Investing Error: Don't Use Stocks as an Inflation Hedge

Hedge fund errorYou've heard it so often you can probably repeat it in your sleep: Equities are the best protection against inflation.

Financial planners say it. Money managers say it. Pundits and gurus say it. Without a nice chunk of equities in our portfolio, we are told, inflation will ravage our net worth, and we may not have anything left for our very old age.

That's why some experts have even recommended that retirees or near-retirees hold 60% or more of their assets in stocks -- terrible advice, and it destroyed many people's finances and peace of mind during the crash a couple of years ago.

The market has come back since then -- without the participation of those who sold at the bottom in despair -- so maybe some advisors believe it was sound thinking after all.

But academic research, old and new, completely flies in the face of this conventional "wisdom." It establishes clearly that stocks are not a very good hedge at all against inflation, particularly high inflation. Even Stocks for the Long Run himself, Jeremy Siegel, acknowledges that.

"Historically, that's been the case," said John Tatom, a finance professor at Indiana State University." I claim that's one of the most well-established tenets in financial economics."

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In a 2011 paper, Tatom wrote: "There is a strong negative correlation between inflation and real and nominal stock prices. Contrary to opinion, equities are not a good hedge against inflation."

Some new research by three noted experts on asset prices confirms this. Elroy Dimson, Paul Marsh, and Mike Staunton of the London Business School have one of the world's deepest databases on the performance of stocks, bonds, bills, and currencies, as well as inflation. It covers 19 different markets and goes all the way back to 1900.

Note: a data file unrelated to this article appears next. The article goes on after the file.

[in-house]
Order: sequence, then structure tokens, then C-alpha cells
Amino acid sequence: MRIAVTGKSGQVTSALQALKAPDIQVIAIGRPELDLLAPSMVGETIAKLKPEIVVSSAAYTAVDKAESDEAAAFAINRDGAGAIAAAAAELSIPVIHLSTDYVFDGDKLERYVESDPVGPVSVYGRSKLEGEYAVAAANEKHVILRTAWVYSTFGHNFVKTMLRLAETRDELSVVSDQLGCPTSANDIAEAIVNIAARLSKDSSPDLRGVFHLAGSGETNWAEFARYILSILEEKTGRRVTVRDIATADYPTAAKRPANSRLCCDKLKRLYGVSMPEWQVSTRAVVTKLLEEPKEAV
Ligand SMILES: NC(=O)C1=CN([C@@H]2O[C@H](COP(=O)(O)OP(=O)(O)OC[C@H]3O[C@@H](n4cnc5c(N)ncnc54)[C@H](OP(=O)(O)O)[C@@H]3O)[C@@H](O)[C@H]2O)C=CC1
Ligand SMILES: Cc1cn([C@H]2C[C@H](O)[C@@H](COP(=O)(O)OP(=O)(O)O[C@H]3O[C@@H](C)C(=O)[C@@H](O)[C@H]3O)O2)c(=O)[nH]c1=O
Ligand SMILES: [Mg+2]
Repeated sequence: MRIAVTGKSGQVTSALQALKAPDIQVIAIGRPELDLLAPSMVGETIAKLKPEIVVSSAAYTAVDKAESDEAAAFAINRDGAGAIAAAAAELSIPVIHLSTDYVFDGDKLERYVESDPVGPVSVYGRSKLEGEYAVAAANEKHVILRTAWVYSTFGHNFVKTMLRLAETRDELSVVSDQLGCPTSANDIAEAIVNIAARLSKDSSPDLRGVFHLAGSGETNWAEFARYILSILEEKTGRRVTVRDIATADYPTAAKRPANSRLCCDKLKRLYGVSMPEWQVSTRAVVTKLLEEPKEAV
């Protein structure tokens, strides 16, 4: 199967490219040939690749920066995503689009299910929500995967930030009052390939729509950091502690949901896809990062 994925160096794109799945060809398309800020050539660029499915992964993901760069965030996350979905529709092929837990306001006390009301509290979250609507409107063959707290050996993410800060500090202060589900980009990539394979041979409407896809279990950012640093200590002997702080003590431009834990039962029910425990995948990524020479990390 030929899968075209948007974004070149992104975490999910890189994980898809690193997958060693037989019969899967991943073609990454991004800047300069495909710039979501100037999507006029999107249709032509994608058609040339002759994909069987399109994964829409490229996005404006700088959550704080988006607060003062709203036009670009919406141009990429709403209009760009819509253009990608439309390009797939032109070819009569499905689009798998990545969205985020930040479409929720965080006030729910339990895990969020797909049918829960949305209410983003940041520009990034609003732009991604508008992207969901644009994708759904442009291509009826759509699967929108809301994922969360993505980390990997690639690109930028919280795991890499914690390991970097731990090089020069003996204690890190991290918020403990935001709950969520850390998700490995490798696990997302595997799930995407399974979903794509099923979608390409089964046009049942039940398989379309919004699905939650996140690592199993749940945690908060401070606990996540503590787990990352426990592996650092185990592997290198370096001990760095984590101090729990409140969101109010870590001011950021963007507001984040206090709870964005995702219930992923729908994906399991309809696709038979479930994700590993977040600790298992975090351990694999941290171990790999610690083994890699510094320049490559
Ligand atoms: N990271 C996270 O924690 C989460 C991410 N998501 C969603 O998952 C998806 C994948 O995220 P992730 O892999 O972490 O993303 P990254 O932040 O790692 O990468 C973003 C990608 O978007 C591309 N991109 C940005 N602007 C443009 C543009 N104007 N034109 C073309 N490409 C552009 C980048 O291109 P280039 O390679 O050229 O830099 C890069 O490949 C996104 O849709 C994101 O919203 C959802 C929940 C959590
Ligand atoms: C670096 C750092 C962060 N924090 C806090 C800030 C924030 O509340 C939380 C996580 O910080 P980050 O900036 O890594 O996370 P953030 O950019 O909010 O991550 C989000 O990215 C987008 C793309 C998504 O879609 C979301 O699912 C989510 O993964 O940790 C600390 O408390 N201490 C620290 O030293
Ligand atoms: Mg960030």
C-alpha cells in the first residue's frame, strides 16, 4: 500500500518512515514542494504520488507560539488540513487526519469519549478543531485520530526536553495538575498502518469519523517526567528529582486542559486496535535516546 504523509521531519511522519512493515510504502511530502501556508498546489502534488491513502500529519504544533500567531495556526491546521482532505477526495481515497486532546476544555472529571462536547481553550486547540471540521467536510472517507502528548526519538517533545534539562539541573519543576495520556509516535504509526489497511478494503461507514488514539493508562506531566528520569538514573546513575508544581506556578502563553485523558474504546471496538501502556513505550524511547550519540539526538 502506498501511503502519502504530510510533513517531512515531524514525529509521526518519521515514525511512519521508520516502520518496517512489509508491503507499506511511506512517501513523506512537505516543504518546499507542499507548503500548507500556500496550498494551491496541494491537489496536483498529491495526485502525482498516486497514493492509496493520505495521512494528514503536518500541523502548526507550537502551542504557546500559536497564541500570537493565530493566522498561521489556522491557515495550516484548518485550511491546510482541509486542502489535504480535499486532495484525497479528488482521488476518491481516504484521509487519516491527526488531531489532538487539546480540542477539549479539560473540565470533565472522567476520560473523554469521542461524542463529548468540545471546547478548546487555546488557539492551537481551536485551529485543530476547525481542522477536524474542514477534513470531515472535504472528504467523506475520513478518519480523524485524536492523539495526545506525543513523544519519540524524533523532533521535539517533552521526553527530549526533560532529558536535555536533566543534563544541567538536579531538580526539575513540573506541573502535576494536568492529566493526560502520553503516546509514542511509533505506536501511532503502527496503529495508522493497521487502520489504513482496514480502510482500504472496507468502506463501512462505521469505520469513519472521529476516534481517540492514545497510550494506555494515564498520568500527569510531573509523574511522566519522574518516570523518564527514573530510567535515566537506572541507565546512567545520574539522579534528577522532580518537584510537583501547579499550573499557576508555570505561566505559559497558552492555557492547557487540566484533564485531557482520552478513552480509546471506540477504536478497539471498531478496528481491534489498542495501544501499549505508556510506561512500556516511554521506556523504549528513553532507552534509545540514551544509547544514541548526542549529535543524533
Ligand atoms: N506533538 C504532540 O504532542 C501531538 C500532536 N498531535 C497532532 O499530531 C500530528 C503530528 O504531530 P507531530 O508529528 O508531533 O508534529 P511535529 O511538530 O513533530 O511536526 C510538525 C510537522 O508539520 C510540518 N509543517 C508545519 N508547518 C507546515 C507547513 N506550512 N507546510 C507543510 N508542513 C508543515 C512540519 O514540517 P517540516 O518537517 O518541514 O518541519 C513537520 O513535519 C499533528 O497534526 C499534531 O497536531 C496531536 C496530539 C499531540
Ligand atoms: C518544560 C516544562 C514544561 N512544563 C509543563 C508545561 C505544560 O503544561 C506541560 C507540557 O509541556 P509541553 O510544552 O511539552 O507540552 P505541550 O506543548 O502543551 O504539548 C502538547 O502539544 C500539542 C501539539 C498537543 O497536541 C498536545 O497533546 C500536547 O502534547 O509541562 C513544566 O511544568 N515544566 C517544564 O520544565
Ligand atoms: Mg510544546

In an article in the 2012 Credit Suisse Global Investment Returns Yearbook, they found that during periods of "marked" inflation, equities easily outperform bonds, probably the worst investment to own during inflationary episodes. Yet equities gave a real return of -12% during those periods, while bonds lost 23.2%. Double ouch.

"When inflation has been moderate and stable,...equities have performed relatively well," the three professors concluded. "When there has been a leap in inflation, equities have performed less well in real terms. These sharp jumps in inflation are dangerous for investors."

"High inflation reduces equity values," they summed up.

Confusing ROI with Inflation Protection

So why have so many experts embraced equities as an inflation hedge? Because they're confusing the large total returns investors may have earned from equities over long periods of time with an actual "hedge" against inflation.

Because of their greater risk, equities tend to produce bigger rewards over the long run -- say, 20 years or more.

But that's not quite in the bag, either.

Exhibit A: the lost decade. The average annual total return for the S&P 500 index from 1999 to 2011 was -0.4%. So, we're going to need a hell of a good next eight years to reach the S&P's long-term averages of just under 10% a year in this 20-year period. Dow 36,000 anyone?

Of course, if you invested in certain types of stocks -- small-cap value, real estate investment trusts, and emerging markets -- you would have done well. But who knew that in 1999?

And when it comes to inflation, even the esteemed Jeremy Siegel of The Wharton School of the University of Pennsylvania hedges his bets, so to speak.

"Over 30-year periods, the return on stocks after inflation is virtually unaffected by the inflation rate," he wrote in Kiplinger's last year. "Although stocks do well when annual inflation is in the range of 2% to 5%, their performance begins to falter when inflation exceeds 5%."

Why? Because "companies can't always pass along increased costs, especially in the case of an important raw material, such as oil. As a result, many companies will see their profits squeezed," he wrote.

Siegel's conclusion: "Stocks are not good short-term hedges against rapidly increasing inflation, but bonds are worse."